The 1 Thing You're Probably Doing On Walks That Drives Your Dog Nuts

This common habit seems harmless, but vets say it keeps you from connecting with your pet.
Vets liken this habit to "distracted driving."
Luis Alvarez via Getty Images
Vets liken this habit to "distracted driving."

Walks are critically important for dogs ― and their humans. They give your dog opportunities to get plenty of exercise, mental stimulation and socialisation. And the same goes for you: It helps you get enough physical activity, which is key to preventing chronic diseases and boosts your mental health.

Research shows people enjoy seeing their dogs happy on walks; it’s a potent stress reliever. But it’s the 21st century, which means many dog owners don’t solely focus on their pets when they’re out and about. Instead, they multitask by scrolling on Instagram, flipping through TikTok or getting lost in a gripping true-crime podcast.

Some animal experts have likened this to “distracted driving.” If you’re not paying attention to your dog and the environment around you, you could easily wind up in a dangerous situation ― or lose out on bonding with your pet.

As Dr. Katherine A. Houpt, a professor emerita of behavioural medicine at Cornell University College of Veterinary Medicine, puts it: When you’re out walking, “your dog’s safety should be paramount.”

Here’s why it’s so important to be present with your dog when you walk them:

You could run into triggers or risky situations

Most dogs know exactly what they want to do on a walk, which is, most likely, to sniff or, perhaps, catch up with another dog that’s a quarter mile ahead, Houpt said.

But it’s not all interesting scents and fun, new friends. Some dogs might want to battle the approaching hound, snap at a nearby child or snatch a sharp chicken bone lying on the sidewalk. Worse, they could gobble up something poisonous such as chocolate, marijuana or candy containing xylitol.

“Not keeping your eyes on your dog and what’s around is bad because various things could happen,” Houpt said.

Additionally, when listening to a podcast, your eyes may be on your dog, but you may miss important auditory cues like an approaching bicyclist ringing their bell, a skateboard zooming by or a nearby dog growling that may trigger your dog.

“Even that is probably not a good distraction when you’re walking your dog,” Houpt said.

If you’re paying attention to your surroundings, however, you can stay on top of potential triggers or dangerous encounters. If, for example, you see a squirrel before your dog does, you can distract them and avoid having your elbow whipped around. You can prevent a dog fight or avert them from walking into the street right as a car pulls up.

You can also enforce basic training by calling your dog closer to give them a treat before they have a chance to react to another dog or redirect them from an interesting ― but potentially dangerous ― snack on the ground.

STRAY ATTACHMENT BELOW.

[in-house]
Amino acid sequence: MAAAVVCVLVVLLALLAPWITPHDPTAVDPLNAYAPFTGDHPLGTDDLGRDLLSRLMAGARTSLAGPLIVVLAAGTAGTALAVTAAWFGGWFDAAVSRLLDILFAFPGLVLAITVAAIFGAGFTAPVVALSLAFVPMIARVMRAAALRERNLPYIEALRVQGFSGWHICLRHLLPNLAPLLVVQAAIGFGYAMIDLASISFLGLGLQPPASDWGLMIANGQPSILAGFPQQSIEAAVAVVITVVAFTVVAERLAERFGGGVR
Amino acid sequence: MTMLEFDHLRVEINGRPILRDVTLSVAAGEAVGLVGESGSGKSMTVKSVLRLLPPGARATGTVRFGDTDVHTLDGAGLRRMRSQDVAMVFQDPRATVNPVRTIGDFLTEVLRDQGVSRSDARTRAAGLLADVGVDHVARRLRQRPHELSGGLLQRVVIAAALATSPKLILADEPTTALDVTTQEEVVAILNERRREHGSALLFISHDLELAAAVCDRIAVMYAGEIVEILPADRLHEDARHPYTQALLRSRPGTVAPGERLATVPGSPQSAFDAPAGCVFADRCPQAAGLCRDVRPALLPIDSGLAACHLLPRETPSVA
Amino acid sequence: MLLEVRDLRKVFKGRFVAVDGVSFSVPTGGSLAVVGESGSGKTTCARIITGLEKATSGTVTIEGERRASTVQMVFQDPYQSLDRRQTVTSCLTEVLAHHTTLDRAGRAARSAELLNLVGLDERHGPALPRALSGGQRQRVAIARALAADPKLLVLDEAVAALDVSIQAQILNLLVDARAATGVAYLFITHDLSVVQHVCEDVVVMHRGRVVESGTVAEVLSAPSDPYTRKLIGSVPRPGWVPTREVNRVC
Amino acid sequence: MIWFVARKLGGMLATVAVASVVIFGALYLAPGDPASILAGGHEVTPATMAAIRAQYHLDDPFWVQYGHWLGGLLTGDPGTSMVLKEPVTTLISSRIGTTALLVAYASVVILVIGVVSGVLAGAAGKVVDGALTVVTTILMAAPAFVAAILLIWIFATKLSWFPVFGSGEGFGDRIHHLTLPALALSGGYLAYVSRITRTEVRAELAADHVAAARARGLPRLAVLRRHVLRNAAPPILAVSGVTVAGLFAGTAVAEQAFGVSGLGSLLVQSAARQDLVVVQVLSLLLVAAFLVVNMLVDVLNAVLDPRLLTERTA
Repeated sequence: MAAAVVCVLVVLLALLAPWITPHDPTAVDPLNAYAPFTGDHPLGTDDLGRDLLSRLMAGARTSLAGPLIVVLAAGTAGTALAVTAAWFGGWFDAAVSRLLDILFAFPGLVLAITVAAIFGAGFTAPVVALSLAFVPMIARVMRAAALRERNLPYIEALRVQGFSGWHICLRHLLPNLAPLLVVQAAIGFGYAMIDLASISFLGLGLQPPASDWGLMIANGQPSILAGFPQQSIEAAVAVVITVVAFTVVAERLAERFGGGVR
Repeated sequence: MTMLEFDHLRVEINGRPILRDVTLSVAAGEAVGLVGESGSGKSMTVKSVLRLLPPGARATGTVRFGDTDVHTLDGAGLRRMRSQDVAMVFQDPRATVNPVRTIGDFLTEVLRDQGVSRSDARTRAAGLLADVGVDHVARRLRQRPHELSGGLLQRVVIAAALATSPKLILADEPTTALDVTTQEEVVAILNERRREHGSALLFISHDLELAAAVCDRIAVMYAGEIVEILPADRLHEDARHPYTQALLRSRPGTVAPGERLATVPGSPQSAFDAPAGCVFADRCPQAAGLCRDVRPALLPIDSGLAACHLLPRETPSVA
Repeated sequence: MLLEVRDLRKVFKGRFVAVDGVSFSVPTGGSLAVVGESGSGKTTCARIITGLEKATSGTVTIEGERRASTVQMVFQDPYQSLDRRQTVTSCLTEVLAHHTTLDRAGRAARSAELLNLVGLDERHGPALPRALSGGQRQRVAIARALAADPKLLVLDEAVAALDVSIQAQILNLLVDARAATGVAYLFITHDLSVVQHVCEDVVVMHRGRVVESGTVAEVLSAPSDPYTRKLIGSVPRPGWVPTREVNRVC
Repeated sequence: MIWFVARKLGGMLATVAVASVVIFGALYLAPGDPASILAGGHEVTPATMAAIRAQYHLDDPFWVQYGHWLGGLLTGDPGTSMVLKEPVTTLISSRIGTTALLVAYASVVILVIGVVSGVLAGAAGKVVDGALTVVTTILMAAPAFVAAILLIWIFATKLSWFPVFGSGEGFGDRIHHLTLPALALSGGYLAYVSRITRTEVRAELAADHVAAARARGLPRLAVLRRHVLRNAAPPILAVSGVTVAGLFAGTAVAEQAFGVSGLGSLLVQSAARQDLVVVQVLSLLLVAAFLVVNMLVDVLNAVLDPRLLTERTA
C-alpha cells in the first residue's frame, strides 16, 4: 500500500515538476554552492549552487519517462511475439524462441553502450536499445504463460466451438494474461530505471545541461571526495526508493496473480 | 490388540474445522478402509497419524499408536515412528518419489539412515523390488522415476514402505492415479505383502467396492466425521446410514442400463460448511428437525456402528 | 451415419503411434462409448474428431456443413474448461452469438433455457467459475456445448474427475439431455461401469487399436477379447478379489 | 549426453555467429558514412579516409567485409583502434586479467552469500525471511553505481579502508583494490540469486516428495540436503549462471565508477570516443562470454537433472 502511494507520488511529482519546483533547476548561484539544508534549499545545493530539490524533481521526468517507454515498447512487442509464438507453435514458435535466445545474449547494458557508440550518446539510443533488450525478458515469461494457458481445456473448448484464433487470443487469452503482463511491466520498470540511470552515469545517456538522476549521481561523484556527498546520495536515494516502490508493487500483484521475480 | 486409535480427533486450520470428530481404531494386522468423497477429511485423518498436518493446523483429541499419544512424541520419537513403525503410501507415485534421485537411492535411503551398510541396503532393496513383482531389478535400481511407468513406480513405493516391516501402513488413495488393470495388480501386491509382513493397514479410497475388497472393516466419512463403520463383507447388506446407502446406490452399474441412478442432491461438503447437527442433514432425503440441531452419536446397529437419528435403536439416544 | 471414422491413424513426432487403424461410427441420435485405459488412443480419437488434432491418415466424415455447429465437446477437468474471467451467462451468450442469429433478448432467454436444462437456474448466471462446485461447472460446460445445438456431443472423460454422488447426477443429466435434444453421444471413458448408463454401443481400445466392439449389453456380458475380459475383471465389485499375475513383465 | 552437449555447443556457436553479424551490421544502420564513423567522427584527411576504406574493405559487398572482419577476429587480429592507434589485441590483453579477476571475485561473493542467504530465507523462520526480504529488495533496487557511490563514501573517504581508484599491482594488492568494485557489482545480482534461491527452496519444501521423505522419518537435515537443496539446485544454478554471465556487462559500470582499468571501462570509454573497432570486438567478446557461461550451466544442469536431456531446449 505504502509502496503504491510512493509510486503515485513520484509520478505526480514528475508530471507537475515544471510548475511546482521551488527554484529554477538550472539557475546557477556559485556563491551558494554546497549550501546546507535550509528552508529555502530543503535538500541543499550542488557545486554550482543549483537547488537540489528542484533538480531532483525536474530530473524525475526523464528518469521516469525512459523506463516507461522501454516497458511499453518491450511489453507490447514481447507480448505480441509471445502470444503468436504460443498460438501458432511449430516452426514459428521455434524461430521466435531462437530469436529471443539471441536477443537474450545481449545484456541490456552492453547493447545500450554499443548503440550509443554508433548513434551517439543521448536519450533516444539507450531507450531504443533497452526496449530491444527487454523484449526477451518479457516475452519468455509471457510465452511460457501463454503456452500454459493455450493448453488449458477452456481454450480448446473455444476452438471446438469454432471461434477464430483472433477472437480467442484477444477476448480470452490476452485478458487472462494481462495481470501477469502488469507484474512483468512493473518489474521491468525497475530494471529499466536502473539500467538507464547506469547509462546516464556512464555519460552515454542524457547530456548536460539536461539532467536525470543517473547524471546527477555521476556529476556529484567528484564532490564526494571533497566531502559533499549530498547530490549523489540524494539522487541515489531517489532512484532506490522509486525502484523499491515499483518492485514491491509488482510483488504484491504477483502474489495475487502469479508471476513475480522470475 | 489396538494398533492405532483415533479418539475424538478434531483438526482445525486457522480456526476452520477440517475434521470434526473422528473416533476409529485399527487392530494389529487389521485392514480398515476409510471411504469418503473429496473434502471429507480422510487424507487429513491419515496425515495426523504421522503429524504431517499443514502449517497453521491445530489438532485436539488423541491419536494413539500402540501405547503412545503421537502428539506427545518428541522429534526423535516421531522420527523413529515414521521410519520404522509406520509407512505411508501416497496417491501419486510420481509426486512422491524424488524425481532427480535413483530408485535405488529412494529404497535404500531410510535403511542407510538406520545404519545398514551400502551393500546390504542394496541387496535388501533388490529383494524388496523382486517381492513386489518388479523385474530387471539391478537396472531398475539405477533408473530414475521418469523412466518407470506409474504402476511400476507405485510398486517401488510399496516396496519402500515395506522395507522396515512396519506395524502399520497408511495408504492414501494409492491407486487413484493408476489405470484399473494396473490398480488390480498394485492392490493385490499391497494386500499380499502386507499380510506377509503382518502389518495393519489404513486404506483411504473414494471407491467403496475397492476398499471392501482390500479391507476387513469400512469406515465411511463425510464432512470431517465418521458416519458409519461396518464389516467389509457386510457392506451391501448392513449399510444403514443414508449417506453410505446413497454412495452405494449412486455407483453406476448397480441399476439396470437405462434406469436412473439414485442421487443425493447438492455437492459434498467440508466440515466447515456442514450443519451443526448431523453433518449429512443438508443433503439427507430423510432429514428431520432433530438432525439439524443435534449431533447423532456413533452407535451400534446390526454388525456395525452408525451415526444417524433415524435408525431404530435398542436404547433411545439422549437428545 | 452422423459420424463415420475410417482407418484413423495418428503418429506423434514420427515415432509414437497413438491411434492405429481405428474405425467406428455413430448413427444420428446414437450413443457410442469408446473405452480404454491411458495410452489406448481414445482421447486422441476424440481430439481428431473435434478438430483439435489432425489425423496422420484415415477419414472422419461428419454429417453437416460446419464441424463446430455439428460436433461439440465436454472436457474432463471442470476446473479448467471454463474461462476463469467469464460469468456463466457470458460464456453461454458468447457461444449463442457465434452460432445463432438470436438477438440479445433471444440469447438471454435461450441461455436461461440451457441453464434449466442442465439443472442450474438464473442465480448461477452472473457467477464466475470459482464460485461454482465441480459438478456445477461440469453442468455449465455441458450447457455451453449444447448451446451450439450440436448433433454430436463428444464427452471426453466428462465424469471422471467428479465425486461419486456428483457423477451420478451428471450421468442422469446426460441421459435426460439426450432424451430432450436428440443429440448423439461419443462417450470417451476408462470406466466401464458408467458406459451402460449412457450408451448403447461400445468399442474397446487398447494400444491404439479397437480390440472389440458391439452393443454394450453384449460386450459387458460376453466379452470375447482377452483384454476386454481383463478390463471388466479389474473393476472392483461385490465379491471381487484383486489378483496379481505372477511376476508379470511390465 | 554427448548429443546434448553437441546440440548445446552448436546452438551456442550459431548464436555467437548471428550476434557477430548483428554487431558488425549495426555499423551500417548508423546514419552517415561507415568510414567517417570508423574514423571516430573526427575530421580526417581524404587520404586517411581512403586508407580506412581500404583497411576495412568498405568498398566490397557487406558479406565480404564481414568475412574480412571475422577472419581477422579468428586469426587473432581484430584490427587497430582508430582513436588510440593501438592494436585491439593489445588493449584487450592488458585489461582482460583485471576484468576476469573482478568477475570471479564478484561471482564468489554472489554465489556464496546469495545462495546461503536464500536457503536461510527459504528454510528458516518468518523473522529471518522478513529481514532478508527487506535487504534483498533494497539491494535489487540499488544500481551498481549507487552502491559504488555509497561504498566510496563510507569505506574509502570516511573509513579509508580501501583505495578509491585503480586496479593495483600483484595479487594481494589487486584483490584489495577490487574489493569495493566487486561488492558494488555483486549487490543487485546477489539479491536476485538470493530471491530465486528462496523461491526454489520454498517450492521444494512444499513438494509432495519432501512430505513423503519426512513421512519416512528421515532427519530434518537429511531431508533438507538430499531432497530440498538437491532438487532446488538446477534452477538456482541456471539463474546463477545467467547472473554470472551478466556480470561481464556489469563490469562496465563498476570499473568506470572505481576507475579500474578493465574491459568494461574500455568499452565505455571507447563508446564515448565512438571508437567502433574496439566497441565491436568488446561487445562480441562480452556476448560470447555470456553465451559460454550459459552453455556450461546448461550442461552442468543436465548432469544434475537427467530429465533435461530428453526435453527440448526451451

“When an owner is more attentive to their surroundings, they can be proactive versus reactive to these things,” said Dr. Melissa Bain, a professor of clinical animal behavior science at UCDavis Veterinary Medicine.

You and your pet will benefit from undistracted walks.
hobo_018 via Getty Images
You and your pet will benefit from undistracted walks.

Being present with your dog can strengthen your bond

If for no other reason, it’s worth keeping your phone in your pocket while walking your dog to bond with your pet. The human-dog bond significantly influences both the human and dog’s psychological, physiological and physical health.

Walking a dog reduces negative emotions and boosts emotional wellness and life satisfaction, data suggests. It also creates opportunities for more interactions and bonding with your pooch, which, in turn, can decrease loneliness and increase self-esteem, empathy and self-regulation, according to research. The benefits of the human-dog bond are profound.

In our ever-busy, always-plugged-in world, it might seem like an aimless strut is useless. But walking is, as one scientific report points out: “a highly sensual and complex activity where, ‘[d]ifferent encounters with objects and materiality, peculiar sensations and ineffable impressions may be experienced.’”

You and your dog are exploring the world together. You’re listening to them and understanding their wants and needs in various situations. Knowing their likes and dislikes, quirks and personality, again, further strengthens your relationship, which makes it all that more rewarding.

“When owners walk their dog, the hope would be that it is a time that they can spend one-on-one with their dog, enjoying their company with one another,” Bain said.

This is all to say: Be present with your dog when you walk them. It’ll probably make you both happier, healthier and emotionally closer than whatever fleeting stimulation is streaming on your smartphone.